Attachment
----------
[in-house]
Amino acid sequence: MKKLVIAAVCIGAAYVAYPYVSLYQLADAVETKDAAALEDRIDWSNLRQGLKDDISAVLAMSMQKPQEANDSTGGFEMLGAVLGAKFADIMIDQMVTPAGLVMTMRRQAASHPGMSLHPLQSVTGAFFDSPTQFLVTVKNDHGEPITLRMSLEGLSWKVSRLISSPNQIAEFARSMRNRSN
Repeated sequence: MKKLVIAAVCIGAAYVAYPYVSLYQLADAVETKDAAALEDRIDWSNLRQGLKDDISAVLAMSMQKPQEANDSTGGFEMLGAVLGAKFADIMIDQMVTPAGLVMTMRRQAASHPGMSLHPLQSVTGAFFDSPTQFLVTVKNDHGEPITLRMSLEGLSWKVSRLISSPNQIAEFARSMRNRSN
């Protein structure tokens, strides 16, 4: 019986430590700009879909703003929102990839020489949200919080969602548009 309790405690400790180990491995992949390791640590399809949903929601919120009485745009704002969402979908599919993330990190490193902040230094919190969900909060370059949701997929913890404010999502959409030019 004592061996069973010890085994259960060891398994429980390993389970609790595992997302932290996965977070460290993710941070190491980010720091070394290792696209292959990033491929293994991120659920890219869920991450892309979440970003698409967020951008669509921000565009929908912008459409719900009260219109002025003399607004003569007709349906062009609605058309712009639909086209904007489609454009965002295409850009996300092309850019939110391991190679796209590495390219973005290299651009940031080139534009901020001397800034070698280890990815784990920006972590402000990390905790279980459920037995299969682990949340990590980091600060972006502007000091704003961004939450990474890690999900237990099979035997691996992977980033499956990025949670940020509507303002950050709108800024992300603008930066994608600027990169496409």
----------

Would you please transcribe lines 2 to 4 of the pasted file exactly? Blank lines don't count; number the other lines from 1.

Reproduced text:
Amino acid sequence: MKKLVIAAVCIGAAYVAYPYVSLYQLADAVETKDAAALEDRIDWSNLRQGLKDDISAVLAMSMQKPQEANDSTGGFEMLGAVLGAKFADIMIDQMVTPAGLVMTMRRQAASHPGMSLHPLQSVTGAFFDSPTQFLVTVKNDHGEPITLRMSLEGLSWKVSRLISSPNQIAEFARSMRNRSN
Repeated sequence: MKKLVIAAVCIGAAYVAYPYVSLYQLADAVETKDAAALEDRIDWSNLRQGLKDDISAVLAMSMQKPQEANDSTGGFEMLGAVLGAKFADIMIDQMVTPAGLVMTMRRQAASHPGMSLHPLQSVTGAFFDSPTQFLVTVKNDHGEPITLRMSLEGLSWKVSRLISSPNQIAEFARSMRNRSN
């Protein structure tokens, strides 16, 4: 019986430590700009879909703003929102990839020489949200919080969602548009 309790405690400790180990491995992949390791640590399809949903929601919120009485745009704002969402979908599919993330990190490193902040230094919190969900909060370059949701997929913890404010999502959409030019 004592061996069973010890085994259960060891398994429980390993389970609790595992997302932290996965977070460290993710941070190491980010720091070394290792696209292959990033491929293994991120659920890219869920991450892309979440970003698409967020951008669509921000565009929908912008459409719900009260219109002025003399607004003569007709349906062009609605058309712009639909086209904007489609454009965002295409850009996300092309850019939110391991190679796209590495390219973005290299651009940031080139534009901020001397800034070698280890990815784990920006972590402000990390905790279980459920037995299969682990949340990590980091600060972006502007000091704003961004939450990474890690999900237990099979035997691996992977980033499956990025949670940020509507303002950050709108800024992300603008930066994608600027990169496409």